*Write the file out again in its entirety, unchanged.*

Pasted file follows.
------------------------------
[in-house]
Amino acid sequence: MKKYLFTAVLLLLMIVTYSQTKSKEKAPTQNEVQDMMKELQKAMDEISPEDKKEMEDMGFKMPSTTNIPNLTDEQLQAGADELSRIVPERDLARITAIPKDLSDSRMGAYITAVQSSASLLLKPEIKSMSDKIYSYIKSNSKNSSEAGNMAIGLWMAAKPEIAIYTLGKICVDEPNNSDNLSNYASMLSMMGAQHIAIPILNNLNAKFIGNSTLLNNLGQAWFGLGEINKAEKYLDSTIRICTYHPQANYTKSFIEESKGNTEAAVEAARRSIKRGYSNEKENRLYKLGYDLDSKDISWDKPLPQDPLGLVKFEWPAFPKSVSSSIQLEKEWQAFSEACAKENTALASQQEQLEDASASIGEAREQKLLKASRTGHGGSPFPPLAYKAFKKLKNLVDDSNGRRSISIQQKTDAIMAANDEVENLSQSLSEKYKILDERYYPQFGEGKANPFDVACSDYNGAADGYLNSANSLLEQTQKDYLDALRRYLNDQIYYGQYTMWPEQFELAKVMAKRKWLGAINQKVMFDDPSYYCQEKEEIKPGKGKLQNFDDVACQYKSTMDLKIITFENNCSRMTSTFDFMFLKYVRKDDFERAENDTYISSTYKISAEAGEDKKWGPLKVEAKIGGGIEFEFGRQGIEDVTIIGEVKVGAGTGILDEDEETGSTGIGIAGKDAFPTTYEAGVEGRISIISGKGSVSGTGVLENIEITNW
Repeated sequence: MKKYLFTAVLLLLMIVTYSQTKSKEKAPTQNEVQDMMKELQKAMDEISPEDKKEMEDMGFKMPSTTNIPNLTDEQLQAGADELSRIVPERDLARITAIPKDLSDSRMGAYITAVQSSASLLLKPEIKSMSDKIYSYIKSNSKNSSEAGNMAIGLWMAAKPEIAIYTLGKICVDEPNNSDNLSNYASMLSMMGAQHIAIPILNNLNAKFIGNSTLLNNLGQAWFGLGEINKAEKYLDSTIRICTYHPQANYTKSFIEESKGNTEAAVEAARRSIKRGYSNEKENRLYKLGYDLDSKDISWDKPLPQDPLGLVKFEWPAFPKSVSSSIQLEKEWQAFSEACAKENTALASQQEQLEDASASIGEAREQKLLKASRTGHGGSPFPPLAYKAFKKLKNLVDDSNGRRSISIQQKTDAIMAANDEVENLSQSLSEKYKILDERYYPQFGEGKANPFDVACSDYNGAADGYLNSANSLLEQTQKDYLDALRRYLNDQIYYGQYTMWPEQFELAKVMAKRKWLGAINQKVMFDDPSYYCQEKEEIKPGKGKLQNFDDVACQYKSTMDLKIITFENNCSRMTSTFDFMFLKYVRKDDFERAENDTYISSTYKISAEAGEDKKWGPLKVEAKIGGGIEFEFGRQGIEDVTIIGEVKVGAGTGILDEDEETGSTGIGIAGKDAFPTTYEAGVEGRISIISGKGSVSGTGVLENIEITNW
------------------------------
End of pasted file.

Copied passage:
[in-house]
Amino acid sequence: MKKYLFTAVLLLLMIVTYSQTKSKEKAPTQNEVQDMMKELQKAMDEISPEDKKEMEDMGFKMPSTTNIPNLTDEQLQAGADELSRIVPERDLARITAIPKDLSDSRMGAYITAVQSSASLLLKPEIKSMSDKIYSYIKSNSKNSSEAGNMAIGLWMAAKPEIAIYTLGKICVDEPNNSDNLSNYASMLSMMGAQHIAIPILNNLNAKFIGNSTLLNNLGQAWFGLGEINKAEKYLDSTIRICTYHPQANYTKSFIEESKGNTEAAVEAARRSIKRGYSNEKENRLYKLGYDLDSKDISWDKPLPQDPLGLVKFEWPAFPKSVSSSIQLEKEWQAFSEACAKENTALASQQEQLEDASASIGEAREQKLLKASRTGHGGSPFPPLAYKAFKKLKNLVDDSNGRRSISIQQKTDAIMAANDEVENLSQSLSEKYKILDERYYPQFGEGKANPFDVACSDYNGAADGYLNSANSLLEQTQKDYLDALRRYLNDQIYYGQYTMWPEQFELAKVMAKRKWLGAINQKVMFDDPSYYCQEKEEIKPGKGKLQNFDDVACQYKSTMDLKIITFENNCSRMTSTFDFMFLKYVRKDDFERAENDTYISSTYKISAEAGEDKKWGPLKVEAKIGGGIEFEFGRQGIEDVTIIGEVKVGAGTGILDEDEETGSTGIGIAGKDAFPTTYEAGVEGRISIISGKGSVSGTGVLENIEITNW
Repeated sequence: MKKYLFTAVLLLLMIVTYSQTKSKEKAPTQNEVQDMMKELQKAMDEISPEDKKEMEDMGFKMPSTTNIPNLTDEQLQAGADELSRIVPERDLARITAIPKDLSDSRMGAYITAVQSSASLLLKPEIKSMSDKIYSYIKSNSKNSSEAGNMAIGLWMAAKPEIAIYTLGKICVDEPNNSDNLSNYASMLSMMGAQHIAIPILNNLNAKFIGNSTLLNNLGQAWFGLGEINKAEKYLDSTIRICTYHPQANYTKSFIEESKGNTEAAVEAARRSIKRGYSNEKENRLYKLGYDLDSKDISWDKPLPQDPLGLVKFEWPAFPKSVSSSIQLEKEWQAFSEACAKENTALASQQEQLEDASASIGEAREQKLLKASRTGHGGSPFPPLAYKAFKKLKNLVDDSNGRRSISIQQKTDAIMAANDEVENLSQSLSEKYKILDERYYPQFGEGKANPFDVACSDYNGAADGYLNSANSLLEQTQKDYLDALRRYLNDQIYYGQYTMWPEQFELAKVMAKRKWLGAINQKVMFDDPSYYCQEKEEIKPGKGKLQNFDDVACQYKSTMDLKIITFENNCSRMTSTFDFMFLKYVRKDDFERAENDTYISSTYKISAEAGEDKKWGPLKVEAKIGGGIEFEFGRQGIEDVTIIGEVKVGAGTGILDEDEETGSTGIGIAGKDAFPTTYEAGVEGRISIISGKGSVSGTGVLENIEITNW